Leap of…What?

I thought about calling this post “Go Take A Leap” but then decided against it.

When we’re younger, leaps of faith are all the rage. Take a stand for something you believe to be true, whether your religious tradition or your favorite band. As both Blaise Pascal (sort of) and Neil Peart put it, “You bet your life”. We take a leap of faith in the sense of choosing something to believe in, and believing in it passionately.

As we grow older, something else often becomes more important. Valuing other people, spending time with those we love, cherishing moments rather than arguing about ideas – even if ideas remain important to us (and I’m not saying they shouldn’t), values can come to take a more prominant place.

To value human beings, to defend their freedoms just as you would want yours defended, to protect their right to explore their own path in the way you want to be allowed (and hopefully encouraged) to explore yours – such things also take a leap, a committment beyond what can be proven. No amount of evidence can prove scientifically that human beings are valuable. Ultimately it comes down to a leap, but this time it is not a leap of faith (at least not in the modern sense of that word), but a leap of love, of compassion, and of kindness.

Kierkegaard famously spoke of a leap of faith that involves the “suspension of the ethical“. I think rather, ultimately, it comes down to (or should come down to) making a leap that creates and sustains the ethical.

You may or may not have taken a leap of faith. Are you ready nevertheless to take a leap of love?

  • http://www.blogger.com/profile/12617299120618867829 Angie Van De Merwe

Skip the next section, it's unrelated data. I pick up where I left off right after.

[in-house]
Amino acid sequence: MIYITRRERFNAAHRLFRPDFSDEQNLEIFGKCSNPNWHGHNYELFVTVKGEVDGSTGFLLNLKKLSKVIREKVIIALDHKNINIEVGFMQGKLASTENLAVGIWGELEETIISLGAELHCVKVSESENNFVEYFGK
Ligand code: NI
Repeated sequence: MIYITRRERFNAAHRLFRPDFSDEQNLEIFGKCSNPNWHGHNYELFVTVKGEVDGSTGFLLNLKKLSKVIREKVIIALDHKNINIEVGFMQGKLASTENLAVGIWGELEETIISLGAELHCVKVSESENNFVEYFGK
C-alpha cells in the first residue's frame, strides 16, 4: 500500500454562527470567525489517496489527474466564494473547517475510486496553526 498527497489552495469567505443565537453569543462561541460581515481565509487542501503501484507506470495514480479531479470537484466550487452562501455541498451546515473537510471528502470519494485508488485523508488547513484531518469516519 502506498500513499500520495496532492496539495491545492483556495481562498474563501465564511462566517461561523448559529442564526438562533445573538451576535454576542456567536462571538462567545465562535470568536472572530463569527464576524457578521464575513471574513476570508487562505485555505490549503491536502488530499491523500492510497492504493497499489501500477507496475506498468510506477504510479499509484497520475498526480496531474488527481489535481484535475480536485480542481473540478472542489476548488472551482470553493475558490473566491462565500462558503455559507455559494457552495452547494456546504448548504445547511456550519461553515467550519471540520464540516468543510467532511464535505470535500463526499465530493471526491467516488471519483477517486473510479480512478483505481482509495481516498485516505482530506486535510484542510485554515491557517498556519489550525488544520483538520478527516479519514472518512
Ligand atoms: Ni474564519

I appreciate your posts and believe wholeheartedly with the statement about another’s freedom of choice in coming to understand their path…this is what I value. But, this stance does not disregard ideas, because ideas represent the values that one holds most dear. And this is why I believe in what our nation has ideally stood for…religious freedom and the right of the individual. When I read the Founding Fathers, I am moved. I believe that good government is so important. So, I value my husband’s military commitment.As to your question about the ‘leap of love”, I don’t know why you call it a leap. I believe love and a leap is not congruent, beause love is not blind, but sees the person and their needs very clearly and chooses to commit. Love is not blind commitment, because love knows and trusts. Love is a commitment of value, but cannot exist apart from freedom in government, because love cannot be coerced, but only freely given…I have had many leaps of love, to be crushed by another’s response…brushed myself off and committed again to love…this is not love, because love does not disregard another’s untrustworthiness.All of the senimental “biblical” agape is not healthy love. Healthy love is not dependent, but responsive in mutual relationship. If there is not mutuality, there is no relationship and if there is not relationship, then there needs to be government. Good government affirms both parties right equally and equally respects each parties right of difference. This is why again I value our government’s “ideals”. So, I love my government because it represents the values that are most conducive for people to develop and choose their own path.


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